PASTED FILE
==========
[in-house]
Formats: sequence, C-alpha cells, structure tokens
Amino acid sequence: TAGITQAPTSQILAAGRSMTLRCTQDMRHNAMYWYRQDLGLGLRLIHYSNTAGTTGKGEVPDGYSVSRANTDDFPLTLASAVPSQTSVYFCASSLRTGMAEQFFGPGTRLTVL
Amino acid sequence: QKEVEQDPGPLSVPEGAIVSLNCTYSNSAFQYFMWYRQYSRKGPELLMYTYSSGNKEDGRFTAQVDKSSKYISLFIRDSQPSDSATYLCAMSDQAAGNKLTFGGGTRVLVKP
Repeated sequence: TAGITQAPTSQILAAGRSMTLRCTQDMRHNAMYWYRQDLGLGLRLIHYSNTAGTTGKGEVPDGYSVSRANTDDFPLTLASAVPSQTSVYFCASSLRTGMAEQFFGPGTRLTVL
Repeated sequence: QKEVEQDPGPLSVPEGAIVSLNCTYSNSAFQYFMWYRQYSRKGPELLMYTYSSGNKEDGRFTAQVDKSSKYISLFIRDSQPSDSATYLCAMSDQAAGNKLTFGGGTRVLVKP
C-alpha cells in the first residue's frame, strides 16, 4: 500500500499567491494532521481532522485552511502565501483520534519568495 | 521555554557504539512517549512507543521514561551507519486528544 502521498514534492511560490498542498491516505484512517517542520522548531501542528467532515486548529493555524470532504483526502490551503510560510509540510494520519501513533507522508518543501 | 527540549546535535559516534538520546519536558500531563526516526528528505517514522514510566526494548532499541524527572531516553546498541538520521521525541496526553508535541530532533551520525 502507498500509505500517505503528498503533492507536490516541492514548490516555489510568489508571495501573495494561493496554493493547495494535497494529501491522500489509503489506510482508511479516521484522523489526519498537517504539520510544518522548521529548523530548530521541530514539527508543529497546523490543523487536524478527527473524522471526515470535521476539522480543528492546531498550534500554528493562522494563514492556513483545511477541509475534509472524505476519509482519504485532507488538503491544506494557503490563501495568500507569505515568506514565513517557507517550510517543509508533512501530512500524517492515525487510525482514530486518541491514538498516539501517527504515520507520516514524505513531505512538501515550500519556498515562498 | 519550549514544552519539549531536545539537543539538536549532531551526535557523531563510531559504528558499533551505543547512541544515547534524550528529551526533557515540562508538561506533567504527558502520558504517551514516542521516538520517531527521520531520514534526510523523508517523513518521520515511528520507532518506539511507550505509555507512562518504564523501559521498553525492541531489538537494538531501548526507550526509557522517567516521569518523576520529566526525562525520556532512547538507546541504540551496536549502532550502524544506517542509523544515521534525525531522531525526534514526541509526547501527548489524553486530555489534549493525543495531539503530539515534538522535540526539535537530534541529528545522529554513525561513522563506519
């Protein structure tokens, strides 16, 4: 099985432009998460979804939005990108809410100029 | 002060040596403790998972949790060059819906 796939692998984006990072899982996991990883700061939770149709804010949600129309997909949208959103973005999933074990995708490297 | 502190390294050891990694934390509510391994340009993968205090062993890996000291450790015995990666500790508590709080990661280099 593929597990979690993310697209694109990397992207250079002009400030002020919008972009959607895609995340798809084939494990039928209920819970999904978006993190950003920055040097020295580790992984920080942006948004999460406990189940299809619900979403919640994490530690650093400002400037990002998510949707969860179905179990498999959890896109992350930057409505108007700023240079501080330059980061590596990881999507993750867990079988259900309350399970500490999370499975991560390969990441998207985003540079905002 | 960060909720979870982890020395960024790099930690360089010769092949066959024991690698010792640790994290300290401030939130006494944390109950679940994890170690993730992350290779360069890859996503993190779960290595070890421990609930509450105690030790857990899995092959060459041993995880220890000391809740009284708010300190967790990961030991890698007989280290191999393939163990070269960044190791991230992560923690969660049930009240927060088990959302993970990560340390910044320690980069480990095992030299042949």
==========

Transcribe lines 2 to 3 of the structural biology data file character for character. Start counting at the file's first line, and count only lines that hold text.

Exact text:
Formats: sequence, C-alpha cells, structure tokens
Amino acid sequence: TAGITQAPTSQILAAGRSMTLRCTQDMRHNAMYWYRQDLGLGLRLIHYSNTAGTTGKGEVPDGYSVSRANTDDFPLTLASAVPSQTSVYFCASSLRTGMAEQFFGPGTRLTVL